The season of Lent comes to its climax this coming week as Christians around the world observe Holy Week, commemorating the events that were the culmination of Jesus’ earthly life, the effects of which are foundational to our Christian faith.

Palm Sunday can be so much more than an opportunity to involve children and foliage in the worship service.  Robert Webber had a wonderful way of bringing attention to the spirituality of specified times in the church year, and I believe the season of Lent leading to Holy Week leading to the Great Triduum were richest of all in his explanations and exuberance.  And rightly so.  In usual Webber fashion he was able to articulate in a succinct manner the epic themes in the Christian year in his book, Ancient-Future Time: Forming Spirituality through the Christian Year.  Perhaps you, like I will be made spiritually better prepared to lead and/or participate in Palm Sunday by considering these spiritual connections and reflections on biblical description of what is happening in the Triumphal Entry into Jerusalem.  My prayer in sharing these reflections is that you might find something that will help you lead others to worship in awareness of the meaning of this special day that begins a hallowed week.  

  • Just as Jesus entered into the gates of the city of Jersusalem to face the culmination of his earthly life and ministry, you and I enter into the remembrance of these things and face those distractions that get in the way of our spiritual well-being and fervency in our walk with Christ.
  • As Jesus faced the dramatic change in how people viewed him, from cries of “Blessed is He!” to “Crucify Him!” we enter that gate with him, and our spiritual lives are being “ordered into the most sacred moments of the history of the world and we face our own experience with the meaning of human existence.” (Webber)  What will take priority, man’s praise or God’s way of humility?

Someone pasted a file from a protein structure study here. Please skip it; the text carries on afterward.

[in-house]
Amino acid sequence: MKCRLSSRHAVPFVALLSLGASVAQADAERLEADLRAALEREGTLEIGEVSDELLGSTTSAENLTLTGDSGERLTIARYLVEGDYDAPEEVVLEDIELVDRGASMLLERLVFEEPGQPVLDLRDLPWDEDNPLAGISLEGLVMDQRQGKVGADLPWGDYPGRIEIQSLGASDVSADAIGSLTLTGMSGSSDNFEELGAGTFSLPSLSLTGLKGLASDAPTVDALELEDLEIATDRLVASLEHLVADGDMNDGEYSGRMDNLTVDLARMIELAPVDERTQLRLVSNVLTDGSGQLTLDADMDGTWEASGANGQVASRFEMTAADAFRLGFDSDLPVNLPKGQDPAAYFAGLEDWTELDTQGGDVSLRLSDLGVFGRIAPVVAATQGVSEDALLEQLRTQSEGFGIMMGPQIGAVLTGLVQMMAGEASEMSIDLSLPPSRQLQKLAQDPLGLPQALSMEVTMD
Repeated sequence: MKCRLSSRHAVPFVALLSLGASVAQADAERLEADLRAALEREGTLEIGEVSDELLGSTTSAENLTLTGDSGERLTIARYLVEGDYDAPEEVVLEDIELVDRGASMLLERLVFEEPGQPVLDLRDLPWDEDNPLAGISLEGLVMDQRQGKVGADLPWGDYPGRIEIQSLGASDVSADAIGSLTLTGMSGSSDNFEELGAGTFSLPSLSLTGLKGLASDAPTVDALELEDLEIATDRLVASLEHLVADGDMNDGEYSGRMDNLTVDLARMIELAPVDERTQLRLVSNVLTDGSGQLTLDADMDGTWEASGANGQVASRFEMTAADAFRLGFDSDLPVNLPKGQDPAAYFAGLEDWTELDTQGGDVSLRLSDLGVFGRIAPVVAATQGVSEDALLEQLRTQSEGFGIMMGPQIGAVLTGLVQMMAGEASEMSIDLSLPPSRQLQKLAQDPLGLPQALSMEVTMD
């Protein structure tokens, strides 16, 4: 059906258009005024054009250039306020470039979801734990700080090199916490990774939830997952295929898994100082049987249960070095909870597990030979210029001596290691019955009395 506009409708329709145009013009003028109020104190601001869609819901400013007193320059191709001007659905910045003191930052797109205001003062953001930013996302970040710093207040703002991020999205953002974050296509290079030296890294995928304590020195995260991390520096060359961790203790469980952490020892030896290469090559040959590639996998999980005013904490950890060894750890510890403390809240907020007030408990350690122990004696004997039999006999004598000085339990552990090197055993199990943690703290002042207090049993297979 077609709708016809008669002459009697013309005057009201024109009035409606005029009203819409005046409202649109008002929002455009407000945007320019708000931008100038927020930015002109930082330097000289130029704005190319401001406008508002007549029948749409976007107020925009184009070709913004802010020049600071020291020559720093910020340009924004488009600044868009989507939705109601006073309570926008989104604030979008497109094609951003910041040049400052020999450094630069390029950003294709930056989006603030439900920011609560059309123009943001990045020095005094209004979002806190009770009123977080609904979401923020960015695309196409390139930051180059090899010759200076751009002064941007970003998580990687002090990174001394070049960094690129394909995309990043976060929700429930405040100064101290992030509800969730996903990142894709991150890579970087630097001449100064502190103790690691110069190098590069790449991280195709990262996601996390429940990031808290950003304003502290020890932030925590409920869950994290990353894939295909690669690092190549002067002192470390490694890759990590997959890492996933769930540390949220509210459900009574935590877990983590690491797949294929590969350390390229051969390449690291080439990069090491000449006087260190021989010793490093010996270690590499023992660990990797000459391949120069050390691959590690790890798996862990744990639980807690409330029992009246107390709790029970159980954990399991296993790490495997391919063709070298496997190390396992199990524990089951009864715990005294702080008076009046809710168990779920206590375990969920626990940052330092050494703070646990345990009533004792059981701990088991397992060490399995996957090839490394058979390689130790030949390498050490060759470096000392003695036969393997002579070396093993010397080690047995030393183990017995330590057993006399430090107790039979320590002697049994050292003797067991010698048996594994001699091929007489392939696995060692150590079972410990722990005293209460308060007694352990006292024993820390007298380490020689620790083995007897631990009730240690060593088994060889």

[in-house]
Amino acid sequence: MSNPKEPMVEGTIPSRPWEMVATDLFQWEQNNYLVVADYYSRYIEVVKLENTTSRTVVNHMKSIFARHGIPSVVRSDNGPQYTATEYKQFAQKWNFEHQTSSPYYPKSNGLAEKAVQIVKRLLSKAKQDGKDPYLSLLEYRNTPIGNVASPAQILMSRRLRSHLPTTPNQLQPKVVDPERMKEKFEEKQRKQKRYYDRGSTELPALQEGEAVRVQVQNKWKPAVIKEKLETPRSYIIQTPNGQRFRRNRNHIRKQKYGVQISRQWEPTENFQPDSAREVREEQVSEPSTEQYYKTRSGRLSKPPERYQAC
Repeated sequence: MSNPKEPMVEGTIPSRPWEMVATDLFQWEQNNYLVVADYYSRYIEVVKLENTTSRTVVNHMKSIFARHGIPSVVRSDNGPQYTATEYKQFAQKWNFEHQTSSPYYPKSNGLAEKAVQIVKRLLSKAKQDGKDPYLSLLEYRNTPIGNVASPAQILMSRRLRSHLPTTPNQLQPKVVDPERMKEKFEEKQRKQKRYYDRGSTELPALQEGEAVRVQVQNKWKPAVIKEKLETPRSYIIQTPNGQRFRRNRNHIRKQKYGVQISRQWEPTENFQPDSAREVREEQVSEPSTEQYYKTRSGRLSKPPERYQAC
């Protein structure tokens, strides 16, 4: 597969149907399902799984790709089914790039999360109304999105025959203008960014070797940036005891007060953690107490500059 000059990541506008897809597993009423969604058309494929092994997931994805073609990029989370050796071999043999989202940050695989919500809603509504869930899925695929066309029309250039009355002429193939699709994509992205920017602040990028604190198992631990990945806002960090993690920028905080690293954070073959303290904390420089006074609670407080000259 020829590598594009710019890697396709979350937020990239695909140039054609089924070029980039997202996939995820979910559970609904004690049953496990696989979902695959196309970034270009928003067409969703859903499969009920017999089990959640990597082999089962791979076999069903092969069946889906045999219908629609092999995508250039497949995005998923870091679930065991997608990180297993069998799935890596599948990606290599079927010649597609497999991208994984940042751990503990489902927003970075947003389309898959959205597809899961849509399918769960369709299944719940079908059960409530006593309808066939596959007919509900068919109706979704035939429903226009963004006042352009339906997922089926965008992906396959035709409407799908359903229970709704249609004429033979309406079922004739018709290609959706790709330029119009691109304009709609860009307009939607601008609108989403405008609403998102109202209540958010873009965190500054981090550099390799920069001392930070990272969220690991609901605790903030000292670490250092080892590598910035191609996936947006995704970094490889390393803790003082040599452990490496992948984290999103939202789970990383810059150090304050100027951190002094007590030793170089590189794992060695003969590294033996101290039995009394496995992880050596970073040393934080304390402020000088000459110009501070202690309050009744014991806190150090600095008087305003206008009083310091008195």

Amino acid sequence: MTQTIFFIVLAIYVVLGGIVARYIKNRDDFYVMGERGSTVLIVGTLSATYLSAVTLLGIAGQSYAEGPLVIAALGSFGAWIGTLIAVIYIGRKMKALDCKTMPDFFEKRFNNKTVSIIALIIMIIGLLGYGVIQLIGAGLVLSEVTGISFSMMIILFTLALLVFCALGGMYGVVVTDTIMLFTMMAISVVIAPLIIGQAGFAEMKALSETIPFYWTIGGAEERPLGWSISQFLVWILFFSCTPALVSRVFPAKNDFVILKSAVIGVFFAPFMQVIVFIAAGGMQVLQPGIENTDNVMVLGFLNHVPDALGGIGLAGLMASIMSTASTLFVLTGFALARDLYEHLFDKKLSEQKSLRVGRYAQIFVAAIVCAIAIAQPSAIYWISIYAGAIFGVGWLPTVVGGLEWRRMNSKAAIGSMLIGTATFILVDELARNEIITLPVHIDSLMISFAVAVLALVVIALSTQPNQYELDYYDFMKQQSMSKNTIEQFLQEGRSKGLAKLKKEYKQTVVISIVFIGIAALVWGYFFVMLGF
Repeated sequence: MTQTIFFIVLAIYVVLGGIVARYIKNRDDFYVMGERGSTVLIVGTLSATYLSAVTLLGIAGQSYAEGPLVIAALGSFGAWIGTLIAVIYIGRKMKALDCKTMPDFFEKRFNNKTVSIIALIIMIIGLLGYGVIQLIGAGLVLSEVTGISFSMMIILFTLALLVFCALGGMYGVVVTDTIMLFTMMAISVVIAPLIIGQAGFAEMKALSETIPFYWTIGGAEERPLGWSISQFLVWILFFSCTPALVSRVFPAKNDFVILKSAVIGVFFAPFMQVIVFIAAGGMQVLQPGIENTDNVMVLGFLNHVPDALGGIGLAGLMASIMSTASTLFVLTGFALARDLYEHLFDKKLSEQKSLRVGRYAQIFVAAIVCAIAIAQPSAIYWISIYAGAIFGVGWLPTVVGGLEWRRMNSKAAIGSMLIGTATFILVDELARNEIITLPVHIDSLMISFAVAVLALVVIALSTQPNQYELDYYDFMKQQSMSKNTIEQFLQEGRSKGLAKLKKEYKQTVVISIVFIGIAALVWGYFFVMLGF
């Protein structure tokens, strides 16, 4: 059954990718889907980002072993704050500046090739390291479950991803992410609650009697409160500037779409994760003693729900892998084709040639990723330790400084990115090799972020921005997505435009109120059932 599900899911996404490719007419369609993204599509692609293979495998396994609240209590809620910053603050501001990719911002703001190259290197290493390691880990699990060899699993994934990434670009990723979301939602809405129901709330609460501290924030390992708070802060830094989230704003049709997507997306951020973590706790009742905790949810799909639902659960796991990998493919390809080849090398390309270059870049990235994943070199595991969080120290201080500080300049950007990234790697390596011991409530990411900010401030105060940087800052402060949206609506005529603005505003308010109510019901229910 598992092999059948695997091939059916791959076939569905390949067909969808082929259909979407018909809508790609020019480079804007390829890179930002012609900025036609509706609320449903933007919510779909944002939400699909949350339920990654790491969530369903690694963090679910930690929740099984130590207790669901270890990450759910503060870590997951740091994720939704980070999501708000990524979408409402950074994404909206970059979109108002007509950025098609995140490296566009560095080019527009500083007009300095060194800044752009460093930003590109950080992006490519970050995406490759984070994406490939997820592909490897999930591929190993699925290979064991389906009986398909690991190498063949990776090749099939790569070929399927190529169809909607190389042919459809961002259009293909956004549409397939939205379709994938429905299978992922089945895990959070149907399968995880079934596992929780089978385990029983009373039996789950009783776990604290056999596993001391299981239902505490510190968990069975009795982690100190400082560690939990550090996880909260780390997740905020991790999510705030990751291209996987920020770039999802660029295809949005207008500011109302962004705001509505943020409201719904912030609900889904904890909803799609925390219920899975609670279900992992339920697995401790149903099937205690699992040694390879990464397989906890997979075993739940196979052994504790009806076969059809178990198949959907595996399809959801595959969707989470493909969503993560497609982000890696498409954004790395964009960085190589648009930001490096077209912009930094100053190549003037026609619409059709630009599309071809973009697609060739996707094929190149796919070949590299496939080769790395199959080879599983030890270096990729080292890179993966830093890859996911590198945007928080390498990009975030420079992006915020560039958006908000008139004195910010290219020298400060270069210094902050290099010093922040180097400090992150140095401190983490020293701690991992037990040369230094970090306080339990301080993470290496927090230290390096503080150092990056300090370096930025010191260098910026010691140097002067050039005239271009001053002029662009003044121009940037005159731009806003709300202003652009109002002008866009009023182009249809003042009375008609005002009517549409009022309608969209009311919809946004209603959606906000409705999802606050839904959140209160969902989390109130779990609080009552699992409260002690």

• Even though we may have answered this question already as believers, we can re-examine our answer as we hear the crowd ask aloud, “Who is this?”  In public worship we are certainly looking to answer this question and proclaim that answer as witness to those who may not know the truth of the Gospel.
  • In whatever way we will observe Holy Week we can call one another to live lives that look past the momentary festivities to the way of the cross, knowing that it is the way of life and peace, and giving thanks for the hope of the glorious resurrection to come and the ascension that places our High Priest at the right hand of the Father making intercession for us.

As we sing the Loud Hosannas of Palm Sunday and many of us turn quickly to the somber tones of the cross, may we serve as true worship leaders by inviting our brothers and sisters to the spirituality of Holy Week, not as a cultural observance of a time of year preparing to dawn our new Easter Sunday duds, but as a time of spiritual journey in which we are refreshed through the Gospel miracle of dying to self and being raised to walk in the new life of the resurrected Christ.

Almighty God, whose most dear Son went not up to joy but first he suffered pain, and entered not into glory before he was crucified: mercifully grant that we, walking in the way of the cross, may find it none other than the way of life and peace; through Jesus Christ our Lord. Amen.[1]

[1] The Book of Common Prayer, 272.

Explore posts in the same categories: Church Music, Congregational Singing, Leading Worship, Private Worship, Singing Worship, Spiritual formation through singing, Worship Leaders, Worship Pastors, Worship Reminders, Worship theology, Worship thoughts, Youth Worship

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